Lots of animals come to load up the Ark. It starts to rain. People try to get on the Ark but get blown up by water. The fountains of the deep are depicted as big geysers blowing up all over the place. Rain.

By the way, Hermione plays someone [I looked it up and she plays “Ila” who is apparently Noah’s adopted daughter and a heartthrob to Shem(?)], so that’s kind of cool.

Thoughts

Well, it looks like we have some Hollywoodization here. I’m not really sure what to think. First, I appreciate the fact that in the trailer the responsibility for the Flood is placed upon humans, who continued to behave in clearly brutal ways.

Clearly the random king showing up with some reason to be angry with Noah is fictitious in the sense that it is not recorded in the Bible. I suspect it is there to add drama to the narrative, but what will it add in addition to that? What plot exposition will be given that diverges from the biblical account? The Old Testament in many places is very terse, not many details are given. It is tempting to fill in the details, and it is clear this film will do so.

The movie also seems to be thankfully not avoiding the theological issues. I will be very interested to see how God interacts with humanity. Despite my tongue-in-cheek narration above, I think there is a point to be had that God may communicate in phenomenological ways, and that the biblical narratives often do report things from the viewer’s perspective.

Also: those clothes! Why is Noah wearing a tailored shirt made out of some weird attempted period-piece? What kind of styling is this!?

Joking aside it looks kind of cool. As a film, it looks like it will be exciting. Lots of special effects; extra tension added in; you name it. But how much correction of faulty understanding of the biblical narrative will need to be done afterwards? I don’t know. On the other hand, perhaps it will get people talking more about the Bible. It may help spur discussion of the issues raised in that passage, which could expand beyond that. Could this be a tool for believers? It may be best to read up on the Flood story yourself.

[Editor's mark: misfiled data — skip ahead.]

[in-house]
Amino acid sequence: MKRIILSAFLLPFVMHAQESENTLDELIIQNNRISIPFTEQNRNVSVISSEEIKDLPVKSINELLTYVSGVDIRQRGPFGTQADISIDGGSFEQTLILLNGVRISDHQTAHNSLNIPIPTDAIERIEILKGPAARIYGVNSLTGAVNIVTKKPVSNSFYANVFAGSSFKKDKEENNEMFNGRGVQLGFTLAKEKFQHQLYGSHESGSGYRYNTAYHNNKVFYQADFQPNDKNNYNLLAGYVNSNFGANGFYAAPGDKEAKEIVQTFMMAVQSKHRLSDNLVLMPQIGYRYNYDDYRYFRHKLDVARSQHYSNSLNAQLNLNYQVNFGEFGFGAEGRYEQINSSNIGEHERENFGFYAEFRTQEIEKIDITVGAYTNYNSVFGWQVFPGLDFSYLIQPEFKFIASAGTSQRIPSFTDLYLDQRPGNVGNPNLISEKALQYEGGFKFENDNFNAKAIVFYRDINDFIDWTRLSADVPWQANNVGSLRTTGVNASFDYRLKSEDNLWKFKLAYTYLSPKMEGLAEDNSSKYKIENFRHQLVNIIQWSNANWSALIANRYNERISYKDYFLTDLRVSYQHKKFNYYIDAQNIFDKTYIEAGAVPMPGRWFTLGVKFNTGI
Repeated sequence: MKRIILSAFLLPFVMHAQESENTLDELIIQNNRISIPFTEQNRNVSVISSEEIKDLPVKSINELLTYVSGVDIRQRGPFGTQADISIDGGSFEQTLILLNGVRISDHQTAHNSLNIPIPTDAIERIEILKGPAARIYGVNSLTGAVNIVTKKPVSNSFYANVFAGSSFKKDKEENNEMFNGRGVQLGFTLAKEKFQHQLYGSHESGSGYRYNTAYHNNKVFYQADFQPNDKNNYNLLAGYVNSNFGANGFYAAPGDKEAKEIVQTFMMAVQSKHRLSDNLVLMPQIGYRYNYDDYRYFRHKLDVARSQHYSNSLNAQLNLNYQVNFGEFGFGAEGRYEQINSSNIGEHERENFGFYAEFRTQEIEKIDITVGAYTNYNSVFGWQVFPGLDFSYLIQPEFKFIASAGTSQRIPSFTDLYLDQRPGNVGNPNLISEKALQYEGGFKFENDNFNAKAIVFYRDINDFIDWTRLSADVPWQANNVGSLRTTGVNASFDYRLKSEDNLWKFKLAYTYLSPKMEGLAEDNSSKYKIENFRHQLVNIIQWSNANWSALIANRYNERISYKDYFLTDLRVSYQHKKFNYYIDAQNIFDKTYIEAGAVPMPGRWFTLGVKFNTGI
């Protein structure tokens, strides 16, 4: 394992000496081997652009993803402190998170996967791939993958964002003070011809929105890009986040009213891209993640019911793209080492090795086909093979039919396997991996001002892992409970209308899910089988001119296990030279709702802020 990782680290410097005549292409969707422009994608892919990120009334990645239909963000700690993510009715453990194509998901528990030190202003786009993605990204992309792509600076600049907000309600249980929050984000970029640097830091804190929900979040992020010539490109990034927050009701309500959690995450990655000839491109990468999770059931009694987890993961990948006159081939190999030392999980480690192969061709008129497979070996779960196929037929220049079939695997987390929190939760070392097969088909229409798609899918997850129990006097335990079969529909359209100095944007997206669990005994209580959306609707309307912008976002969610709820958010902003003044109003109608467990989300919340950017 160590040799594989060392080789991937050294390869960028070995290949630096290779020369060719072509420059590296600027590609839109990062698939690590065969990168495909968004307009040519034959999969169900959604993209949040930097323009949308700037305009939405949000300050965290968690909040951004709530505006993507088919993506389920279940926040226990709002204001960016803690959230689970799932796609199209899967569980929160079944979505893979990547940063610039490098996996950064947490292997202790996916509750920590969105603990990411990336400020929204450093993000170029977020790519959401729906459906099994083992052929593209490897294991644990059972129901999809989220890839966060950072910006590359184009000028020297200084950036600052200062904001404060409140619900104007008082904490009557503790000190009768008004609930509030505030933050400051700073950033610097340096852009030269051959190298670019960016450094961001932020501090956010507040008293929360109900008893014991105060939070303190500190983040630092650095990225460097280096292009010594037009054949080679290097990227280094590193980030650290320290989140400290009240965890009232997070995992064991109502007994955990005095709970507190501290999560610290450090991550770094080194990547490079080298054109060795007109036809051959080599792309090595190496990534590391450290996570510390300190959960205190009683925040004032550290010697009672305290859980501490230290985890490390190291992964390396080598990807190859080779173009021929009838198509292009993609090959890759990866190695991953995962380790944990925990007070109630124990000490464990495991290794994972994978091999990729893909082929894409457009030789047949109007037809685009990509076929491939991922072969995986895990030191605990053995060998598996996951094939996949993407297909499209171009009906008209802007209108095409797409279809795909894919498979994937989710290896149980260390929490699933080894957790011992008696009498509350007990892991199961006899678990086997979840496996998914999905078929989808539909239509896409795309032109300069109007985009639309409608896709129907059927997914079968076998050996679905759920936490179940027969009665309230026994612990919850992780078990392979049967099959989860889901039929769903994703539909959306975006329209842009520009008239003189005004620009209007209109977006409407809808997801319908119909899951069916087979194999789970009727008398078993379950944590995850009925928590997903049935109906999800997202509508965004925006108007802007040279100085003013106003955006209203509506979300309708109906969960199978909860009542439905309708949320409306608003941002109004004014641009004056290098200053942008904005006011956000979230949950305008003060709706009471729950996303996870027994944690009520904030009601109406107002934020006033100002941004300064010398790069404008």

The movie is clearly generating a lot of discussion already, and having drawn in a big-name director as well as actors/resses, it will likely be discussed broadly.

Be assured that, God willing, I will reflect on the movie when it comes out next year. Until then, let me know your thoughts!

Having Written This, I discovered something else:

Apparently there may be quite significant additions to the film from the pseudepigraphal Book of Enoch, including some scenes with 6-armed angels and the like. I’m disappointed to learn about this divergence from the Biblical story. I get creative license, but this is a bit much.

Check out this excellent post which discusses the screenplay. My disappointment continues to mount as I read more about it. Note that I wrote this post 100% based upon the trailer, with almost no prior knowledge of the movie. The post I just linked to has major spoilers for the differences from film to movie. It looks like what we’re getting is something which is not faithful to the biblical story. I find that deeply disappointing. I get the use of creative license, but based upon this reading of the screenplay, it goes beyond creative license and into exploitation of the Bible to forward a specific agenda.